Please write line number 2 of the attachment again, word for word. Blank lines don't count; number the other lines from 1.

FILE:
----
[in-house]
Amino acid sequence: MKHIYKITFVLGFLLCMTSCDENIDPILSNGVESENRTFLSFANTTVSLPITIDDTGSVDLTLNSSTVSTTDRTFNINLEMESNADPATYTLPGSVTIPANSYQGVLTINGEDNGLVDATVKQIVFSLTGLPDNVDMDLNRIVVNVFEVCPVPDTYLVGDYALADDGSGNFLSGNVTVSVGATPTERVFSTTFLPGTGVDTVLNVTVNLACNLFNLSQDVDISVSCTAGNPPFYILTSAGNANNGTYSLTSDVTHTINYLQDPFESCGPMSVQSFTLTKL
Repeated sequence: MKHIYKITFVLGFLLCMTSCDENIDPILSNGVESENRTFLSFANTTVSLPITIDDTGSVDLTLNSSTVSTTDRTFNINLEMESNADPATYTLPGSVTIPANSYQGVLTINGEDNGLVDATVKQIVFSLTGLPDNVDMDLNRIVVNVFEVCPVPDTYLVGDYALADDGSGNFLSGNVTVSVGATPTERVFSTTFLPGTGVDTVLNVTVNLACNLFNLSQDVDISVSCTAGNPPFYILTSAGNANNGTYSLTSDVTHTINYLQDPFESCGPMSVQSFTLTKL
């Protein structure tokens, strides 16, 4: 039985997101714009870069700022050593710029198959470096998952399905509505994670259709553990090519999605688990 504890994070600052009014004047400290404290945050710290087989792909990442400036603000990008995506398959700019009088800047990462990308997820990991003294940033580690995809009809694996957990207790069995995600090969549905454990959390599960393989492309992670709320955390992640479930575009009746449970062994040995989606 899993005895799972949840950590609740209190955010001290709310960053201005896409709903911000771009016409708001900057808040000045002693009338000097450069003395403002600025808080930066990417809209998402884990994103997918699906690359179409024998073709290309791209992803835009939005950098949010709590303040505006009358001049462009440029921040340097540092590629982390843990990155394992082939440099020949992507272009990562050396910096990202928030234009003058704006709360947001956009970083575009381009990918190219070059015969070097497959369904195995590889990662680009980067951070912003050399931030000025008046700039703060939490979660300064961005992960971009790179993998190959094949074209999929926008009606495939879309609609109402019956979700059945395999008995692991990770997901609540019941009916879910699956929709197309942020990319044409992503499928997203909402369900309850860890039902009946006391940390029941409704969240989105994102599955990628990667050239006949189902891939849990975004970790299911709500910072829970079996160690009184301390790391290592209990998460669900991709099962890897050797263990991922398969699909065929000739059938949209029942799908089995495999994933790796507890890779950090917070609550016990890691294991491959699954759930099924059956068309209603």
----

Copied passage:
Amino acid sequence: MKHIYKITFVLGFLLCMTSCDENIDPILSNGVESENRTFLSFANTTVSLPITIDDTGSVDLTLNSSTVSTTDRTFNINLEMESNADPATYTLPGSVTIPANSYQGVLTINGEDNGLVDATVKQIVFSLTGLPDNVDMDLNRIVVNVFEVCPVPDTYLVGDYALADDGSGNFLSGNVTVSVGATPTERVFSTTFLPGTGVDTVLNVTVNLACNLFNLSQDVDISVSCTAGNPPFYILTSAGNANNGTYSLTSDVTHTINYLQDPFESCGPMSVQSFTLTKL